In terms of biodiversity, socio-economic importance and popular appeal, coral reefs punch far above their weight class. Despite making up less than one percent of the ocean’s surface, they support over twenty-five percent of marine species. This biodiversity drives the economies of many developing nations through fishing and tourism, as well as providing possible natural compounds for use in pharmaceutical drugs.
The key to understanding coral reefs is the relationship between the corals themselves (which are animals, distantly related to jellyfish) and single-celled photosynthetic algae that live within their cells. These microscopic plants turn sunlight and carbon-dioxide into food for the corals, who in turn provide a stable and protective environment for the algae. Under stress, this relationship breaks down, and corals expel the algae in a phenomenon known as coral bleaching. Without their major source of nutrition, the corals then starve and may die. As the effects of human activity on the planet increase – such as rising temperatures, ocean acidification and pollution – coral bleaching and reef decline has become more and more prevalent.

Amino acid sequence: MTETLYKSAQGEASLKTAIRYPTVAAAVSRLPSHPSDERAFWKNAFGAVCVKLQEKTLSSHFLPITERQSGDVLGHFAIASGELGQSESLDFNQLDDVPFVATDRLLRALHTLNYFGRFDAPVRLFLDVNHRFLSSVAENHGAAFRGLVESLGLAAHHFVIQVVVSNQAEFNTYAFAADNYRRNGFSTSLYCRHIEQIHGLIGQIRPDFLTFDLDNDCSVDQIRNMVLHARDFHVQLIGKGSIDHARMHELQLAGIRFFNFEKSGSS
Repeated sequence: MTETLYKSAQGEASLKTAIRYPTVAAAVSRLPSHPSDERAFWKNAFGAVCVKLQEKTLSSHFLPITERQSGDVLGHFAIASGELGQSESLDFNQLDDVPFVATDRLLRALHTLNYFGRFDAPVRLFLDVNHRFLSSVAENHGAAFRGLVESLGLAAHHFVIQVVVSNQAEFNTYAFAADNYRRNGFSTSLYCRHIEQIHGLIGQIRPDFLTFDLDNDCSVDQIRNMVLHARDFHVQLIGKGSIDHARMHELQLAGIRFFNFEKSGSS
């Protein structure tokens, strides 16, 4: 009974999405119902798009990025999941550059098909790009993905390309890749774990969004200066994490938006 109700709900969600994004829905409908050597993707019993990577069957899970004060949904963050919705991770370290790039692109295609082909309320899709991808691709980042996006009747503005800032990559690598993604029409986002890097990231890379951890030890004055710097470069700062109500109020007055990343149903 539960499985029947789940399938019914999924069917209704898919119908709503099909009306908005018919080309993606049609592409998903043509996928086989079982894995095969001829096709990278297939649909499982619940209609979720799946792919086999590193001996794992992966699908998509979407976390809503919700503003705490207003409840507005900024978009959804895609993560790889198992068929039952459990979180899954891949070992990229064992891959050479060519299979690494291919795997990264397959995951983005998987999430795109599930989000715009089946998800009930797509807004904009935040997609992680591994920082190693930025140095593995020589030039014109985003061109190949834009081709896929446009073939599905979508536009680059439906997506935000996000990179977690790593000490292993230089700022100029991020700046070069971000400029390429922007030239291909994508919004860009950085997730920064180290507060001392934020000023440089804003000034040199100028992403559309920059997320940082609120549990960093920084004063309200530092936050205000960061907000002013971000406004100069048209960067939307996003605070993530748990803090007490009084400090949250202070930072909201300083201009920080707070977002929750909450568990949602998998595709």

To better predict how corals will respond to changing conditions and promote their survival, we need to better understand their biology at the cellular level. Aaron Rose, a doctoral fellow with the CREST Center for Aquatic Chemistry and Environment at Florida International University, is doing just that.
“My research is focused on the ways in which the corals and their algal symbionts ‘talk’ to one another and regulate each other’s gene expression in response to environmental conditions,” said Rose. “As we begin to understand the mechanisms responsible for coral bleaching, we hope to find new strategies and methods for promoting the survival of coral reefs and all that they provide.”
The NSF CREST Center for Aquatic Chemistry and Environment (CAChE) is housed within the Institute of Environment, a Preeminent Program at Florida International University.